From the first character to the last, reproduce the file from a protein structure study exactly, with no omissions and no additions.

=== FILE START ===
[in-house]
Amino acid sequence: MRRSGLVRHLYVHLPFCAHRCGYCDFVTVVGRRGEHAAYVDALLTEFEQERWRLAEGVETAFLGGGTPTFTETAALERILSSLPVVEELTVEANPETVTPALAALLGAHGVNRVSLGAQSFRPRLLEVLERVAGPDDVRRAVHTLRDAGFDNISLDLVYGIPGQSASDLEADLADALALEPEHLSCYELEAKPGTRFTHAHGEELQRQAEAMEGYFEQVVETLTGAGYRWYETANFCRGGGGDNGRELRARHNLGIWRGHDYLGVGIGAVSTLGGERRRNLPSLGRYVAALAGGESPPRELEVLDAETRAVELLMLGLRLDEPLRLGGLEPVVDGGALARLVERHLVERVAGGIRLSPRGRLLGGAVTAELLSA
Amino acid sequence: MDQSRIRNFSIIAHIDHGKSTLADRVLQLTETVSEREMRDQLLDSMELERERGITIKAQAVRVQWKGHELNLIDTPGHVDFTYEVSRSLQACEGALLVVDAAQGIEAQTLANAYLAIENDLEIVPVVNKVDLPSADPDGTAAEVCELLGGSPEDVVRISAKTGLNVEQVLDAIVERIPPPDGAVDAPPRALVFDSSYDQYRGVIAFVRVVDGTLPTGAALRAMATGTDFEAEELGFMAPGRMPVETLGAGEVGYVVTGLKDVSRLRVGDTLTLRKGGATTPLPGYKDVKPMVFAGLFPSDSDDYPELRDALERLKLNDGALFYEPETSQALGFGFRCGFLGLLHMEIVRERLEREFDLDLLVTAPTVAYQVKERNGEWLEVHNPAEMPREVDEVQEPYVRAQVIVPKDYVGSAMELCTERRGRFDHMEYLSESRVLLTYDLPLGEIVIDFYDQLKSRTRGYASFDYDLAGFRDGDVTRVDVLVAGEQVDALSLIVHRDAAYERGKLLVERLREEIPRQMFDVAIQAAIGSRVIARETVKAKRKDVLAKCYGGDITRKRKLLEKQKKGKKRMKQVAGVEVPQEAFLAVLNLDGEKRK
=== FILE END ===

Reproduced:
[in-house]
Amino acid sequence: MRRSGLVRHLYVHLPFCAHRCGYCDFVTVVGRRGEHAAYVDALLTEFEQERWRLAEGVETAFLGGGTPTFTETAALERILSSLPVVEELTVEANPETVTPALAALLGAHGVNRVSLGAQSFRPRLLEVLERVAGPDDVRRAVHTLRDAGFDNISLDLVYGIPGQSASDLEADLADALALEPEHLSCYELEAKPGTRFTHAHGEELQRQAEAMEGYFEQVVETLTGAGYRWYETANFCRGGGGDNGRELRARHNLGIWRGHDYLGVGIGAVSTLGGERRRNLPSLGRYVAALAGGESPPRELEVLDAETRAVELLMLGLRLDEPLRLGGLEPVVDGGALARLVERHLVERVAGGIRLSPRGRLLGGAVTAELLSA
Amino acid sequence: MDQSRIRNFSIIAHIDHGKSTLADRVLQLTETVSEREMRDQLLDSMELERERGITIKAQAVRVQWKGHELNLIDTPGHVDFTYEVSRSLQACEGALLVVDAAQGIEAQTLANAYLAIENDLEIVPVVNKVDLPSADPDGTAAEVCELLGGSPEDVVRISAKTGLNVEQVLDAIVERIPPPDGAVDAPPRALVFDSSYDQYRGVIAFVRVVDGTLPTGAALRAMATGTDFEAEELGFMAPGRMPVETLGAGEVGYVVTGLKDVSRLRVGDTLTLRKGGATTPLPGYKDVKPMVFAGLFPSDSDDYPELRDALERLKLNDGALFYEPETSQALGFGFRCGFLGLLHMEIVRERLEREFDLDLLVTAPTVAYQVKERNGEWLEVHNPAEMPREVDEVQEPYVRAQVIVPKDYVGSAMELCTERRGRFDHMEYLSESRVLLTYDLPLGEIVIDFYDQLKSRTRGYASFDYDLAGFRDGDVTRVDVLVAGEQVDALSLIVHRDAAYERGKLLVERLREEIPRQMFDVAIQAAIGSRVIARETVKAKRKDVLAKCYGGDITRKRKLLEKQKKGKKRMKQVAGVEVPQEAFLAVLNLDGEKRK